You may seem some advice suggesting using define( ‘ALTERNATE_WP_CRON’, true ); as a solution, but every WordPress.org describes it as ‘a bit iffy’, and I’ve never found it to work yet. And the extra time for replacing the disabled version is only a couple of minutes more…

2. Set Up Your Manual Cron Job

For this step, you need to set up a manual cron job to run via your hosting company cPanel rather than relying on WordPress. This may be located in different places depending on your host – for example, Heart Internet list Scheduled Tasks under Web Tools. Wheras for InMotion you can find it listed as Cron Jobs under Advanced.

You then need to enter the script to run. For Heart Internet use:
/usr/bin/php5 /home/sites/yourdomainnamehere/public_html/wp-cron.php

And the space between php5 and /home is intentional! You should then be able to test it and if it’s correct, you’ll see the following pop up:

Solve WP-Cron Job Errors Caused By WordPress Hosting

‘The page at https://hosting.heartinternet.uk says
Your script returned the following:
X-Powered-By: PHP/5.2.17
Content-type: text/html’

InMotion, for example, recommend using the following, and replacing userna5 with your cPanel user name.

cd /home/userna5/public_html; php -q wp-cron.php

The only other thing to set is how often you want the manual cron job to run. Generally, you could run it every 6 hours for a low traffic site, or every hour if you have a more popular site. Either way, it’s going to actually work, and you can adjust the frequency if your hosting company alerts you to increased server usage (or you can check the server logs to preempt any warnings…)

So now we have the cron job issue fixed, as per existing advice and guides online.

But actually there’s still a big problem. We still have potentially thousands of duplicate pages floating around, and the confusion for search engines trying to find the right ones to list in search results.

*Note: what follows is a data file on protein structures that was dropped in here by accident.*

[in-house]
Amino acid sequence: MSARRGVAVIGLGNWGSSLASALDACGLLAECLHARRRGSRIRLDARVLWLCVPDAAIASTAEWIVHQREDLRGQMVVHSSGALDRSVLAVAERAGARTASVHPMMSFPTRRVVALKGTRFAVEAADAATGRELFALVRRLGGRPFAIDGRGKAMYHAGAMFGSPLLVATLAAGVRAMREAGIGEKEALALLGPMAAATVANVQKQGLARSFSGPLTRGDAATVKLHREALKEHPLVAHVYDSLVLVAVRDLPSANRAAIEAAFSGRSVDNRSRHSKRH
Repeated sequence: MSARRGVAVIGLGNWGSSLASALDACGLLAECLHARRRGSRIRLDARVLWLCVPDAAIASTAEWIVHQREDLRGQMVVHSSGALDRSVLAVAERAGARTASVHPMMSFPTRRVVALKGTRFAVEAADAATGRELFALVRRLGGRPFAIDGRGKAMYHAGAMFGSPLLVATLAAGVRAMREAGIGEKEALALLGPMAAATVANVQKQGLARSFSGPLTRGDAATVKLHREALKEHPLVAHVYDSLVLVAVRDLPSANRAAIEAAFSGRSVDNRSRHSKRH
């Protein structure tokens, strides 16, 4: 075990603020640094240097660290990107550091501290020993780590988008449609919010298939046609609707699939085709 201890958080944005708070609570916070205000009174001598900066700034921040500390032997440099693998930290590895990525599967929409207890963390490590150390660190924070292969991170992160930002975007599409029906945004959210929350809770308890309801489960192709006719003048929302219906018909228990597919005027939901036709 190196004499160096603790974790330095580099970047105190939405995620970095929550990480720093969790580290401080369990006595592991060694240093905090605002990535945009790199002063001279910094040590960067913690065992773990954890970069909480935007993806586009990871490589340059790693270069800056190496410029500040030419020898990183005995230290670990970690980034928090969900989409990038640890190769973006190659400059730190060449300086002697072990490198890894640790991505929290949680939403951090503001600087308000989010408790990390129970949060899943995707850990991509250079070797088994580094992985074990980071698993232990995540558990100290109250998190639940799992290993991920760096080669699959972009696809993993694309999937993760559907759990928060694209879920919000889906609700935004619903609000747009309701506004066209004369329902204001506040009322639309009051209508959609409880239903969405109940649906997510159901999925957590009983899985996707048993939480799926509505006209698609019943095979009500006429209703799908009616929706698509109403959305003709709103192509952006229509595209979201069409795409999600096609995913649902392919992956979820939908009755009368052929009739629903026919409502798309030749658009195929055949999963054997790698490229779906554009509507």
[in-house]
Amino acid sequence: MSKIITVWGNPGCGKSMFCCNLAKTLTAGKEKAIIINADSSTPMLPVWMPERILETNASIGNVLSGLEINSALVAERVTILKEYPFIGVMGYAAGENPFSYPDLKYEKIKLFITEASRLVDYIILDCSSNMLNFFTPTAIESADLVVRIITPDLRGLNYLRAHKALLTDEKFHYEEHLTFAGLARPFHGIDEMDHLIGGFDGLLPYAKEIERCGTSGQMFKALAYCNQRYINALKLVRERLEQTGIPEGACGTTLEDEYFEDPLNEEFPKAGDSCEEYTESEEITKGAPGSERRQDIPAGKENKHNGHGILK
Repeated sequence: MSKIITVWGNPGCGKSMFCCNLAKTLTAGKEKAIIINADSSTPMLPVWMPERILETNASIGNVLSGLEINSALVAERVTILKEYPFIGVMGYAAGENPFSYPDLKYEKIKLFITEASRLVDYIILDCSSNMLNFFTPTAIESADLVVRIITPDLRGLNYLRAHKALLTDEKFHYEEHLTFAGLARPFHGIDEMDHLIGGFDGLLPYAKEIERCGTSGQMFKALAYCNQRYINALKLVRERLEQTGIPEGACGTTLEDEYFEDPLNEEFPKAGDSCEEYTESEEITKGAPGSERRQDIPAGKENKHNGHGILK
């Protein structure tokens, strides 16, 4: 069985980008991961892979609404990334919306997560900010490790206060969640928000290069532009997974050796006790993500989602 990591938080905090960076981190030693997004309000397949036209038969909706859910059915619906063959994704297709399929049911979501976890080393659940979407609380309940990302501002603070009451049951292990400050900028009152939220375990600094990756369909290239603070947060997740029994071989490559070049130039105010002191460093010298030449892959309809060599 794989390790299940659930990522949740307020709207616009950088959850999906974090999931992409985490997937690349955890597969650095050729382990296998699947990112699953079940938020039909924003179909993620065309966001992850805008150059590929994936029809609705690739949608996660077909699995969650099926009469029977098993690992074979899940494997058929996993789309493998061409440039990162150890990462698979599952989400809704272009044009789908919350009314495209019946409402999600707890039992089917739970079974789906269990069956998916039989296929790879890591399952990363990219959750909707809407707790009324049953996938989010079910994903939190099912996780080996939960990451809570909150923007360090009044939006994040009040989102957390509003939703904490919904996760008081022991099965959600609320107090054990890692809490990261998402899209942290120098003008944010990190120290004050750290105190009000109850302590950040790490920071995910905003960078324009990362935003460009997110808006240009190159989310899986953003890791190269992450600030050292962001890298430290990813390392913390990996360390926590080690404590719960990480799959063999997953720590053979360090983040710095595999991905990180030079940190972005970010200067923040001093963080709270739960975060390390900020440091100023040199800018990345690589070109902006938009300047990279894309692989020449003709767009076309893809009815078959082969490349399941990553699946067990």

For one site I left to test, the number of incorrect pages being visited had jumped over the last couple of months to be almost 50% of the total pages viewed on the site! Definitely not good.

Fixing WordPress Cron Usability and SEO Issues:

So to reconcile the right urls for users and search engines, we need to direct them to the right pages.

We could do that manually by individually redirecting each error. For instance, you could use a plugin like Redirection and go through everything listed in Google Analytics (or at least anything getting a reasonable amount of traffic).

That’s not the best use of your time though, and there’s a far better way.

Fire up your FTP client again, and this time you’re looking for your .htaccess file in your public.html folder.

When you select view and edit, you should see something like:

# Switch rewrite engine off in case this was installed under HostPay.
RewriteEngine Off

SetEnv DEFAULT_PHP_VERSION 5

DirectoryIndex index.php

 BEGIN WordPress
<IfModule mod_rewrite.c>
RewriteEngine On
RewriteBase /
RewriteRule ^index\.php$ – [L]
RewriteCond %{REQUEST_FILENAME} !-f
RewriteCond %{REQUEST_FILENAME} !-d
RewriteRule . /index.php [L]
</IfModule>

# END WordPress

All we need to do to redirect every example of ?wp_doing _cron is add a rewrite for it. I’m no expert in creating rewrite conditions, so cheers to Rob Hughes from https://whitemousedigital.com for his assistance with this…

You just need to add:

RewriteCond %{QUERY_STRING} (^|&)doing_wp_cron=[0-9]+.[0-9]+(&|$) [NC]